The European Central Bank too has just published a study saying that "some speculative and trend chasing behavior may have been adding to oil prices" since 2004.
The research paper ‘What is driving oil futures prices? Fundamentals versus speculation’ by Isabel Vansteenkiste builds a theoretical model to study the impact of traders buying and selling oil futures based on fundamentals and those following price trends.
After reviewing the January 1992 to April 2011 period, it concludes that "up to 2004, movements in oil futures prices are best explained by underlying fundamentals." Since then, however, the research notes that "regime switching has become more frequent and the chartist regime (speculative investment) has been the most prominent."
Late in August U.S. Sen. Bernie Sanders too said federal regulators should stop thumbing their noses at a year-old law and enforce limits on excessive speculation in oil markets. He cited secret data collected by the Commodity Futures Trading Commission, showing that Goldman Sachs, Morgan Stanley and other banks and hedge funds dominated oil markets in 2008 when prices rose sharply and topped $140 a barrel. The records - first made public by Sanders - shed light on the role of speculators at a time when oil prices were soaring. In the letter Sanders said the CFTC has been collecting this data for at least three years and called for an emergency meeting "to eliminate excessive oil speculation as soon as possible."
"While making this confidential information public may have upset Wall Street oil speculators, the American people have a right to know exactly what caused gasoline prices to skyrocket to more than $4 a gallon back in the summer of 2008," Sanders said. "Further, there is little doubt that the same speculators who caused gasoline and heating oil prices to unnecessarily spike in 2008 are playing the same games again in 2011. This is simply unacceptable and must not be allowed to continue."
However, certain authoritative voices continue to argue the role of speculators. University of California economics professor James Hamilton told the CFTC recently that the big picture driving the price of oil has been stagnating global production of crude in the face of big increases in world incomes and a spike in demand for oil products in emerging markets - not financial speculation.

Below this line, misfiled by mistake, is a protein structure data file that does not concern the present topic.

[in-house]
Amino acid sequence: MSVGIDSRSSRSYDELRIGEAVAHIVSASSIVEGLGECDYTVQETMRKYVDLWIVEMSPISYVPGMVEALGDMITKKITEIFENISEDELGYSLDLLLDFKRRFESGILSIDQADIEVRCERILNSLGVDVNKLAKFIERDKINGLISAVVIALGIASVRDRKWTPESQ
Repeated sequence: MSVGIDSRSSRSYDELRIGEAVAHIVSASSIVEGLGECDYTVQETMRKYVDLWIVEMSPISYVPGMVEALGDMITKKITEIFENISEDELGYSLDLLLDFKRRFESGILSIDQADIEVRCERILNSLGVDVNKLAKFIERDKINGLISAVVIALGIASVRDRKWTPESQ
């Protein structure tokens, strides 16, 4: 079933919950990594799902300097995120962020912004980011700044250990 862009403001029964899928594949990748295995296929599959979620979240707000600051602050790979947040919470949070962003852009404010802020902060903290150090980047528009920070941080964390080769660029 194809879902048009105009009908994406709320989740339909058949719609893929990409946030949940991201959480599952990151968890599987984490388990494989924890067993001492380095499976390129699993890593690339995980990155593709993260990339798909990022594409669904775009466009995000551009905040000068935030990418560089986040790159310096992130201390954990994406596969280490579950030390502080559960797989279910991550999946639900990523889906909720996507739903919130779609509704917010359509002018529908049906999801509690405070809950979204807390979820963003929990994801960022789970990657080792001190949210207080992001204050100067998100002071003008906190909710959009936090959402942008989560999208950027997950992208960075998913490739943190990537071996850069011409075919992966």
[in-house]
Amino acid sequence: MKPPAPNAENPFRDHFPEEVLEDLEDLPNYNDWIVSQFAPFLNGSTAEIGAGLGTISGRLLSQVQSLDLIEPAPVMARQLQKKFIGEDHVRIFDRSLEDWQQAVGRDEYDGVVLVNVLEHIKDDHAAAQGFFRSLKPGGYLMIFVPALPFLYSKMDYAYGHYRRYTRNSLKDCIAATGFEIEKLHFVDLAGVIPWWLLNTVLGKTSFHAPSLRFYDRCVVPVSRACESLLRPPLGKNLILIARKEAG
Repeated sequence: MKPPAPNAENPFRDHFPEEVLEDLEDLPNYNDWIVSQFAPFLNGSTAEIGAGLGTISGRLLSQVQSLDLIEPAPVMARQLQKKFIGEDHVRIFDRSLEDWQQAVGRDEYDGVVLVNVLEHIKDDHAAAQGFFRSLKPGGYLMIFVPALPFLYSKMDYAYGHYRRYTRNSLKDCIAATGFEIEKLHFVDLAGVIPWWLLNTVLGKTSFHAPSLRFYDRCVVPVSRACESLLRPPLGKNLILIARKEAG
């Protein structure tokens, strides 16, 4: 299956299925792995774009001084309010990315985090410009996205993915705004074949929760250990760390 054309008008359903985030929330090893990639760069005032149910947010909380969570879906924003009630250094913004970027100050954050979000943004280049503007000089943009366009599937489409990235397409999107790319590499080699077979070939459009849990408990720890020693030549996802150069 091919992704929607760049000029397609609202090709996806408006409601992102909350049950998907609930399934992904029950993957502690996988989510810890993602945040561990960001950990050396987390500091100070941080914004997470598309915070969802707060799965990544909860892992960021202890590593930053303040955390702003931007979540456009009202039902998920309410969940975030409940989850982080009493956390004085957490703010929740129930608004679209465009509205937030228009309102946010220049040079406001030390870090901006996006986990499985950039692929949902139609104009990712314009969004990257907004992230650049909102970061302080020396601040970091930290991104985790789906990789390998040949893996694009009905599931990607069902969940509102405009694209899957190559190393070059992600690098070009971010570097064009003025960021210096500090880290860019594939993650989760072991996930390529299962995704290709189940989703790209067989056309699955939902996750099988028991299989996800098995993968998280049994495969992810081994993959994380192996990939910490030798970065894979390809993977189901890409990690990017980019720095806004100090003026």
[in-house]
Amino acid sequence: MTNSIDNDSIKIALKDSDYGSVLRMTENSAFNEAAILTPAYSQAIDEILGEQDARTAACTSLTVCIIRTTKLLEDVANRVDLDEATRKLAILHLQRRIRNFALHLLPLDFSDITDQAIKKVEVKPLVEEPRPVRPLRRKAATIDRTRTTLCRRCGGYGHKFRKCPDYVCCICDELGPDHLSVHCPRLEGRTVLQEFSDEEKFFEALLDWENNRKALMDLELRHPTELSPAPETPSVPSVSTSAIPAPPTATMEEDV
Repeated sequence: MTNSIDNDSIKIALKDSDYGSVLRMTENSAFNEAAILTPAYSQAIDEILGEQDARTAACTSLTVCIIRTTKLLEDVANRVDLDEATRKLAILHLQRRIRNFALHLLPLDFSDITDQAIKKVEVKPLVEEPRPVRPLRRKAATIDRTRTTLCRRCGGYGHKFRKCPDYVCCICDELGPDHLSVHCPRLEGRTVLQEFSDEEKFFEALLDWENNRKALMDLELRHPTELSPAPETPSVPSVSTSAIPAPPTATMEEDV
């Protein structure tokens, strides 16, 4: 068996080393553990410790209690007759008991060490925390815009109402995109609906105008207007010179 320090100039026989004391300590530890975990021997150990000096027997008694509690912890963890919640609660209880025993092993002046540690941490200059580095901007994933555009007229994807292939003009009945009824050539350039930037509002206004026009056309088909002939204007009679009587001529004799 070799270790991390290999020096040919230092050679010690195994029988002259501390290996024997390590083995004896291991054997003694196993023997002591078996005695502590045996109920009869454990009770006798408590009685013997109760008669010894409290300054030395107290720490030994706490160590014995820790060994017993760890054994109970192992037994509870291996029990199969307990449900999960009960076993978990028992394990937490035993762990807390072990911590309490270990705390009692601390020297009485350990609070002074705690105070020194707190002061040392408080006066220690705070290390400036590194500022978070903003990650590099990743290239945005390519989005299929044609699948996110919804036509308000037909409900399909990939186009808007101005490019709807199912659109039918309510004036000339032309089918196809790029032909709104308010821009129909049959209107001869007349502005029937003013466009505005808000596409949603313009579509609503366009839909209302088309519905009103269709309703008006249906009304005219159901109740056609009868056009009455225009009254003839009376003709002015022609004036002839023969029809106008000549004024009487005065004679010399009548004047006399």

"Sure it is fine to talk about (financial) speculation, but we should all be able to agree on the big picture that the real story driving the price of oil has been stagnating world supply in the face of a big increase in world incomes," Hamilton said.
Hamilton downplayed the impact of financial speculation by hedge funds and other traders on oil prices, insisting that market fundamentals are the key factor to consider when thinking broadly about the price of oil.
To back his conclusion, Hamilton pointed out that global production of crude oil, in millions of barrels of oil a day, in the past decade has stagnated, particularly between 2005 and 2009. He also cited International Monetary Fund data that showed global real gross domestic product increased 17.2% between 2005 and 2009, driven largely by growth in emerging economies.
"The big story is that global production of oil has stagnated and it is a very important event that everybody ought to be aware of and think about how this jives with tremendous demand for oil products in the emerging markets and fundamentals," he added.
The debate continues. Yet the pendulum is swinging - finally - the other way!
Source: Arab News, Saudi Arabia, September 11, 2011. Changes were made in keeping with the editorial policy of www.memrieconomicblog.org